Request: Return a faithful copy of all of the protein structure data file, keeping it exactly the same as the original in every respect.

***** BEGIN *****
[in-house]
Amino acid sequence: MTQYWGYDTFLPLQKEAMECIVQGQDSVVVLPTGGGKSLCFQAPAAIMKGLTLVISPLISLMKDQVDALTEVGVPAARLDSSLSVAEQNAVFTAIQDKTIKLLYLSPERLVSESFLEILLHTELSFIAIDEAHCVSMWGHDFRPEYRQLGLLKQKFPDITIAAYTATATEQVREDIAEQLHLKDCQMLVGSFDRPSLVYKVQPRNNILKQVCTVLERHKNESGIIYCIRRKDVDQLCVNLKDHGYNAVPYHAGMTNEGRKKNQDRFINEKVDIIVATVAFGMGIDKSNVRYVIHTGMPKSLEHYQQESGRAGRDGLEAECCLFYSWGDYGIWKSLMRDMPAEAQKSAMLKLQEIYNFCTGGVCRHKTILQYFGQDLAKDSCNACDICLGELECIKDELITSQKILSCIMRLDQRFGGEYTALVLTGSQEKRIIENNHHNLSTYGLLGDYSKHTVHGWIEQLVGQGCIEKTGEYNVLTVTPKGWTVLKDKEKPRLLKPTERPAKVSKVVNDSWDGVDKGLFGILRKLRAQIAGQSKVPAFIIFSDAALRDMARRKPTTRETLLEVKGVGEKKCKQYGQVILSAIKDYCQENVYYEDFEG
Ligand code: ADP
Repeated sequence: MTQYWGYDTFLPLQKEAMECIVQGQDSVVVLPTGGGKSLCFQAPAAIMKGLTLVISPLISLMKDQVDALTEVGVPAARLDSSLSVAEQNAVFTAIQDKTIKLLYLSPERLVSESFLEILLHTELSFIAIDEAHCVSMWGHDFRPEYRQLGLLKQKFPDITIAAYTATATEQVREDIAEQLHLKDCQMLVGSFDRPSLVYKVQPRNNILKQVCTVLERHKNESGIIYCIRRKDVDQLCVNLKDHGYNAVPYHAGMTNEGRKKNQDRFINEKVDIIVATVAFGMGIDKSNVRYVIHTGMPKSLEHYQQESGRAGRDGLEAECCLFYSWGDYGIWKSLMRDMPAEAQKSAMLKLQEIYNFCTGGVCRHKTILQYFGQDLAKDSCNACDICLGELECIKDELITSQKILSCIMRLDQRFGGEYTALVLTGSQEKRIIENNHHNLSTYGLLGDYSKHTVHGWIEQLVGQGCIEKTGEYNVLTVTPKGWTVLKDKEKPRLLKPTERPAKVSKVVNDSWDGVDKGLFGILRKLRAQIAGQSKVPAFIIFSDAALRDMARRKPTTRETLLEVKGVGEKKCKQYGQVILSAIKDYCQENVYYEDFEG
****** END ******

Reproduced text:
[in-house]
Amino acid sequence: MTQYWGYDTFLPLQKEAMECIVQGQDSVVVLPTGGGKSLCFQAPAAIMKGLTLVISPLISLMKDQVDALTEVGVPAARLDSSLSVAEQNAVFTAIQDKTIKLLYLSPERLVSESFLEILLHTELSFIAIDEAHCVSMWGHDFRPEYRQLGLLKQKFPDITIAAYTATATEQVREDIAEQLHLKDCQMLVGSFDRPSLVYKVQPRNNILKQVCTVLERHKNESGIIYCIRRKDVDQLCVNLKDHGYNAVPYHAGMTNEGRKKNQDRFINEKVDIIVATVAFGMGIDKSNVRYVIHTGMPKSLEHYQQESGRAGRDGLEAECCLFYSWGDYGIWKSLMRDMPAEAQKSAMLKLQEIYNFCTGGVCRHKTILQYFGQDLAKDSCNACDICLGELECIKDELITSQKILSCIMRLDQRFGGEYTALVLTGSQEKRIIENNHHNLSTYGLLGDYSKHTVHGWIEQLVGQGCIEKTGEYNVLTVTPKGWTVLKDKEKPRLLKPTERPAKVSKVVNDSWDGVDKGLFGILRKLRAQIAGQSKVPAFIIFSDAALRDMARRKPTTRETLLEVKGVGEKKCKQYGQVILSAIKDYCQENVYYEDFEG
Ligand code: ADP
Repeated sequence: MTQYWGYDTFLPLQKEAMECIVQGQDSVVVLPTGGGKSLCFQAPAAIMKGLTLVISPLISLMKDQVDALTEVGVPAARLDSSLSVAEQNAVFTAIQDKTIKLLYLSPERLVSESFLEILLHTELSFIAIDEAHCVSMWGHDFRPEYRQLGLLKQKFPDITIAAYTATATEQVREDIAEQLHLKDCQMLVGSFDRPSLVYKVQPRNNILKQVCTVLERHKNESGIIYCIRRKDVDQLCVNLKDHGYNAVPYHAGMTNEGRKKNQDRFINEKVDIIVATVAFGMGIDKSNVRYVIHTGMPKSLEHYQQESGRAGRDGLEAECCLFYSWGDYGIWKSLMRDMPAEAQKSAMLKLQEIYNFCTGGVCRHKTILQYFGQDLAKDSCNACDICLGELECIKDELITSQKILSCIMRLDQRFGGEYTALVLTGSQEKRIIENNHHNLSTYGLLGDYSKHTVHGWIEQLVGQGCIEKTGEYNVLTVTPKGWTVLKDKEKPRLLKPTERPAKVSKVVNDSWDGVDKGLFGILRKLRAQIAGQSKVPAFIIFSDAALRDMARRKPTTRETLLEVKGVGEKKCKQYGQVILSAIKDYCQENVYYEDFEG